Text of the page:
A few months back, I wrote a post on how to be a better blogger. Today, I bring you some advice on how to be a better writer.
THIS ISN’T JUST FOR BLOGGERS!
Everyone has to write during their day to day life:
- Tweets and Facebook statuses
The list goes on.
So this is advice for writing as a whole from a guy who happens to have a college degree in writing. I mean, I should really be charging for this. Instead, you get it for FREE!
“But I hate words and the process of combining said words into sentences!” you say. Don’t worry, this list honestly could not be easier.
And it will work!
1. Read It Out Loud
When you read through your writing, read it out load. You don’t have to do this in front of anyone. Just read it to yourself. It’s amazing how many errors you can catch simply by vocalizing your words.
Also, if what you wrote is stupid, it will sound stupid when you read it out loud. If it’s good, it will sound good.
2. Change or Remove Overly Repeated Words
I truly hope that you grasp the true meaning of what I am truly attempting to say here.
See how I managed to cram some form of “true” into that sentence THREE TIMES? Yeah, that’s bad. Don’t do that. Avoiding word repetition is one of the easiest things people can do to make their writing better.
When someone overuses a word they:
- Lessen the impact of that word
- Make their writing feel repetitive and lame
- Give the impression that their vocabulary is worthless
- Leave the reader with an odd sense of déjà-vu
You’d be surprised how often you repeat things like “suddenly”, “in fact”, “however”, “of course”, etc. When you finish writing something, scan through it and make note of certain words (especially descriptors) you used multiple times.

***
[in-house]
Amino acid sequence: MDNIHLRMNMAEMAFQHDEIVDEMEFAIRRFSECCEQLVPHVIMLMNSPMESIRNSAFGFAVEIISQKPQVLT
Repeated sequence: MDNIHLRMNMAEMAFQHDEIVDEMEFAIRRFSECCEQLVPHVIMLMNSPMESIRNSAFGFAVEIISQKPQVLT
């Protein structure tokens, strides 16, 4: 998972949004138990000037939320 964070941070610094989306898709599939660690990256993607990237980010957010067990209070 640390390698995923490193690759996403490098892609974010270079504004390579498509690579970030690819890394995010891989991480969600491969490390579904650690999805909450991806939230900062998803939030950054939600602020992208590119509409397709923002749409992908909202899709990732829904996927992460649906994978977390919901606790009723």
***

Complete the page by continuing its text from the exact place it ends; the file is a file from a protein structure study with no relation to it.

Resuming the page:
Then change those words.
3. Keep Your Sentences Short
This is especially true if you aren’t the most articulate person out there. It’s easy to ramble. In the world of writing, rambling is BAD.
Precision is king!
Get to the point. If you have a sentence that is really long, read over it, single out every word that is not needed, and remove those words.
4. Talk Like a Real Person
Don’t try to sound smarter than you are. It’s obvious, awkward, and can make your writing completely nonsensical. At the same time, write like an adult.
I once had to grade a college student’s paper that included sentences such as “Um, well, I guess if I like had to pick something…”
Don’t write like that. Ever.
5. Remove Unnecessary Jokes and References
Everyone wants to be funny and relevant, but that doesn’t give you an excuse to insert random jokes and references in your writing that have nothing to do with the subject. It’s great that you love Star Wars, but that doesn’t mean you have to talk about it in the middle of a paper on leadership.
As for irrelevant jokes, just remove them. They probably weren’t that funny to begin with.
6. Avoid Excessive Punctuation (Mostly Just Commas)
Nothing, throws off a sentence like, the odd placement of commas (see what I did there?).
For some reason, people like to throw in commas just about everywhere. I think it’s a defensive reaction sprung from grammatical doubt. If you have a hard time remembering what sort of clauses and phrases get commas placed after them, think of it this way:
A comma is simply a moment of pause, a breathing spot for the reader. If you have a comma placed in a spot where it feels completely unnatural to pause at, get rid of the comma. This is one of those areas where reading out loud really helps.
7. Don’t Confuse Words
There are a lot of words that are pronounced the same but are NOT actually the same. It’s a little embarrassing when someone writes something like “This is are house”. So in case you aren’t clear….
“Your” is a possessive. “You’re” means “you are”.
“There” is a place. “Their” is a possessive. “They’re” means “they are”.
“Its” is a possessive form of “it”. “It’s” is a contraction of “it is”.
“Affect” is typically used as a verb. “Effect” is typically used as a noun.
That last example can actually get a bit tricky. The English language as a whole is known for having a lot of weird rules which brings me to my final tip:
8. When in Doubt, Google It
This solution works for pretty much everything these days, but it’s especially great for grammar. Any question you might have has already been Googled by thousands of people. Seriously, go type “Affect vs. Effect” into Google.
You have no excuse to be wrong.
And now that you know these things, you are one step closer to being a writing master. Welcome to the Matrix.